Billions of catastrophe bonds at risk from Hurricane Irma

by Artemis on September 8, 2017

There are many catastrophe bonds that are potentially at risk from a major landfalling Hurricane Irma, with as much as $14 billion of the outstanding cat bond market holding some level of exposure to Florida or U.S. east coast named storms and hurricanes.

Hurricane Irma forecast trackAs hurricane Irma continues on its track towards a Florida landfall with little to stand in the way of a major and catastrophic event unfolding on the peninsula, it’s important to remember that U.S. hurricane risks remains the major contributor to the cat bond markets expected loss and Florida is naturally ground-zero.

Standard & Poor’s has provided a list of 13 rated catastrophe bonds it sees as risk from hurricane Irma, detailed further down this post, but there are many more which are at risk, as the vast majority of the market issuance is not rated by any rating agency.

In fact, a significant proportion of the near $30 billion of outstanding catastrophe bonds that we track here at Artemis hold some exposure and could be in hurricane Irma’s path. Of course the collateralized reinsurance and private ILS market is also exposed, perhaps even to a larger degree.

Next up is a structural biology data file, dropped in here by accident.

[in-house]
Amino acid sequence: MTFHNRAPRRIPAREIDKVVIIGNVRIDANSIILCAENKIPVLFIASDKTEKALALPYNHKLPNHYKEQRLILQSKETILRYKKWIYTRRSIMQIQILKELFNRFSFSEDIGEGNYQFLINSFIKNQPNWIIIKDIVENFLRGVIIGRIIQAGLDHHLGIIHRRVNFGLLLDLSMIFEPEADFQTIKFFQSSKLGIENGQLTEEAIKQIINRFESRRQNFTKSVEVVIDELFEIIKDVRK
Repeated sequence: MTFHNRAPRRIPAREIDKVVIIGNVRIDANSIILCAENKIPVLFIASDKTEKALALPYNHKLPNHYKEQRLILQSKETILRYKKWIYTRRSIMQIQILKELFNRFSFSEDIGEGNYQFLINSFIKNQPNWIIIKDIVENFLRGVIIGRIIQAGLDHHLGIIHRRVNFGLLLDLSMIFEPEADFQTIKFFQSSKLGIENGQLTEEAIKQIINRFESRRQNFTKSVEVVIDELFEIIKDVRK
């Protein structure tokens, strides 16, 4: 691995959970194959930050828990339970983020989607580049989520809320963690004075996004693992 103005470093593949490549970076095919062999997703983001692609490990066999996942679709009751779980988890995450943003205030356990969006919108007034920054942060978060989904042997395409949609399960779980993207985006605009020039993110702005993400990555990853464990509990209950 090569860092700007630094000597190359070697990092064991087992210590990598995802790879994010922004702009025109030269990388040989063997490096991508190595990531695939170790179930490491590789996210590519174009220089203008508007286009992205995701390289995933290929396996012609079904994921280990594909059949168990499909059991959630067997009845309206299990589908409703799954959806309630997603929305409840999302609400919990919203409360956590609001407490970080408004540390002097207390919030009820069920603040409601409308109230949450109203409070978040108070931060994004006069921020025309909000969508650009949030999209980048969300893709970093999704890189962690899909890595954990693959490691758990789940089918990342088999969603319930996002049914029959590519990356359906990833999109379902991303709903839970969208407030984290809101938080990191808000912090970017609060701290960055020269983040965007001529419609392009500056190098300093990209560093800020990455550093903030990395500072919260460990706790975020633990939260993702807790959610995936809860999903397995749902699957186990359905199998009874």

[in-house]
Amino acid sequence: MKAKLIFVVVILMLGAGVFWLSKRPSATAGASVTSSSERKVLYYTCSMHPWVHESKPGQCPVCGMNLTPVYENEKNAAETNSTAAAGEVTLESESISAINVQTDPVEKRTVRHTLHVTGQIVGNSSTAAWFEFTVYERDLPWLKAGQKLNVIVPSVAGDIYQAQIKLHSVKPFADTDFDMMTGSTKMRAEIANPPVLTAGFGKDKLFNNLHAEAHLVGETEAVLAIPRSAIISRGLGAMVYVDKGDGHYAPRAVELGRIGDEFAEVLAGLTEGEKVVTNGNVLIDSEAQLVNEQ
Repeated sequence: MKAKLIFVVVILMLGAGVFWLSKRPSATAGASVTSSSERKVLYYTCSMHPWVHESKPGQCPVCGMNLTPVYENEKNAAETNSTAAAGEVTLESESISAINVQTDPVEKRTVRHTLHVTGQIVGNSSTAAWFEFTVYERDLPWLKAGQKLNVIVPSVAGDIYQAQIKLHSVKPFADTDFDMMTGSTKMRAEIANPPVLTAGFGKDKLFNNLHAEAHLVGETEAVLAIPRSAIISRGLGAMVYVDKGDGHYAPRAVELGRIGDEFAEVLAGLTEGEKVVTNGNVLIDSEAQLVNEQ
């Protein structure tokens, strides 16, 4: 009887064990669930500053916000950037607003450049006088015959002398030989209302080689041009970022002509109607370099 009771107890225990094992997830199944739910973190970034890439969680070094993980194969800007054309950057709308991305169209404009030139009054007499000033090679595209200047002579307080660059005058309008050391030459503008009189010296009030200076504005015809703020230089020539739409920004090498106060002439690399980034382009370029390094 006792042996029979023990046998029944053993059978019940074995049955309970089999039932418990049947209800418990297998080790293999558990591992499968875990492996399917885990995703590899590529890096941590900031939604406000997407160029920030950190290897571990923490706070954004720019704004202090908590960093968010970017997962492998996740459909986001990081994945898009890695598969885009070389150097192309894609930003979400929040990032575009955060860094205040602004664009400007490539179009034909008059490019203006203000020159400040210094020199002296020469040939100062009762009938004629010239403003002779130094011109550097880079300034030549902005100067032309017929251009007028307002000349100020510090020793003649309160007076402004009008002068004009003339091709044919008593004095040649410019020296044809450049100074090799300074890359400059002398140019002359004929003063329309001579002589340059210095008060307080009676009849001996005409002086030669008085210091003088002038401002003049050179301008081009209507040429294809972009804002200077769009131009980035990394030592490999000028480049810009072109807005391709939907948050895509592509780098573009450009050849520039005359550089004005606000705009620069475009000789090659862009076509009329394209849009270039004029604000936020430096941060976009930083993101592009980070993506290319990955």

With Irma on track for Florida that puts many cat bonds at risk straight away, but add in the exposures on the east coast, as some forecast models still show Irma grazing Florida and making a landfall further north instead, still at major hurricane strength, and you can say that the vast majority of the U.S. wind exposed cat bonds are exposed to Irma.

It’s generally accepted that U.S. wind (so named tropical storm and hurricane risk) makes up somewhere around 60% of the cat bond market’s exposure.

Not every U.S. wind exposed cat bond sits in Irma’s path though, but we can count approximately $14 billion of the outstanding market which could be exposed to various hurricane Irma landfall scenarios. This includes all cat bonds that feature U.S. hurricane risk and do not explicitly exclude Florida (as some do).

$1.651 billion explicitly mention Florida as a covered state, while many more just cover all hurricane exposed states of the United States, so include Florida.